Parallel command execution – Linux Cluster

The pdsh parallel shell tool allows you and lets you run a shell command across multiple nodes in a cluster.

This is a high performance, parallel pdsh shell remote shell utility for admins. Chaos Pdsh is a multithreaded remote shell client which executes commands on multiple remote hosts in parallel.  A parallel shell permits your clusters Linux Ubuntu RedHat to run the same similar command on many designated hosts or nodes within the hadoop cluster. In this case you do not have to really log in to each node individually.

High-performance and parallel remote shell utility with dshgroup module allows dsh on pdsh (or otherwise known as Dancer’s shell sudo) files from /etc/dsh/group directory. Now download Parallel Distributed Shell free of charge.

What is pdsh?

pdsh is a variant of the rsh(1) command. Unlike rsh(1), which runs commands on a single remote host, pdsh can run multiple remote commands in parallel. pdsh uses a “sliding window” (or fanout) of threads to conserve resources on the initiating host while allowing some connections to time out.

When pdsh receives SIGINT (ctrl-C), it lists the status of current threads. A second SIGINT within one second terminates the program. Pending threads may be canceled by issuing ctrl-Z within one second of ctrl-C. Pending threads are those that have not yet been initiated, or are still in the process of connecting to the remote host.

If a remote command is not specified on the command line, pdsh runs interactively, prompting for commands and executing them when terminated with a carriage return. In interactive mode, target nodes that time out on the first command are not contacted for subsequent commands, and commands prefixed with an exclamation point will be executed on the local system.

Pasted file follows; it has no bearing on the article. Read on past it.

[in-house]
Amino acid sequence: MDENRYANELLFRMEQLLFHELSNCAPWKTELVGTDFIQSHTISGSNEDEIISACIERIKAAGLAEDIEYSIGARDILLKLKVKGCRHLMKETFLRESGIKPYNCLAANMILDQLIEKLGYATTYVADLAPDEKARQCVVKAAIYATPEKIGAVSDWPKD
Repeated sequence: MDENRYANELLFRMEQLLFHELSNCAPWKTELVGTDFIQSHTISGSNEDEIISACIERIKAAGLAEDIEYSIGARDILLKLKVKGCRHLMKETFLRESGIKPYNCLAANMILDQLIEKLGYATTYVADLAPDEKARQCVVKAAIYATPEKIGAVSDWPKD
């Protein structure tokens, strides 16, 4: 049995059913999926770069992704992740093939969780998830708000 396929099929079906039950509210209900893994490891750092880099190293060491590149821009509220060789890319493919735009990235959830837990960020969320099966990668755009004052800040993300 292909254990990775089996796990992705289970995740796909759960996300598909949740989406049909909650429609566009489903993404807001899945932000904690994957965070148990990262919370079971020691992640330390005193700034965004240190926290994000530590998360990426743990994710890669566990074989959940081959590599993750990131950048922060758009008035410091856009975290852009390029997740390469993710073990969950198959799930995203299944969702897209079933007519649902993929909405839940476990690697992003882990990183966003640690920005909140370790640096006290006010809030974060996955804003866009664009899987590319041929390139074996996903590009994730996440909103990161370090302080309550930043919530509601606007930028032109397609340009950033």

The core functionality of pdsh may be supplemented by dynamically loadable modules. The modules may provide a new connection protocol (replacing the standard rcmd(3) protocol used by rsh(1)), filtering options (e.g. removing hosts that are “down” from the target list), and/or host selection options (e.g., -a selects all hosts from a configuration file.). By default, pdsh must have at least one “rcmd” module loaded. See the RCMD MODULES section for more information.

Installing pdsh

Debian based:

apt install pdsh

RHEL based:

yum install pdsh

Running

The following command installs telegraf on all 4 nodes in cluster02

Running multiple commands

Pipe redirection

 

Example

 

When using ssh for remote execution, expect the stderr of ssh to be folded in with that of the remote command. When invoked by pdsh, it is not possible for ssh to prompt for passwords if RSA/DSA keys are configured properly, etc.. For ssh implementations that suppport a connect timeout option, pdsh attempts to use that option to enforce the timeout (e.g. -oConnectTimeout=T for OpenSSH), otherwise connect timeouts are not supported when using ssh. Finally, there is no reliable way for pdsh to ensure that remote commands are actually terminated when using a command timeout. Thus if -u is used with ssh commands may be left running on remote hosts even after timeout has killed local ssh processes.

Output from multiple processes per node may be interspersed when using qshell or mqshell rcmd modules.

The number of nodes that pdsh can simultaneously execute remote jobs on is limited by the maximum number of threads that can be created concurrently, as well as the availability of reserved ports in the rsh and qshell rcmd modules. On systems that implement Posix threads, the limit is typically defined by the constant PTHREADS_THREADS_MAX.

How to Setup Redis Cluster from Source

What is redis

Redis is an open source in-memory database. It stores data in key-value format. Because of residing in memory, redis is an excellent tool for caching. Redis provides a rich set of data types. This gives redis upper hand over Memcached. Apart from caching, redis can be used as distributed message broker.

Redis Cluster and Sentinels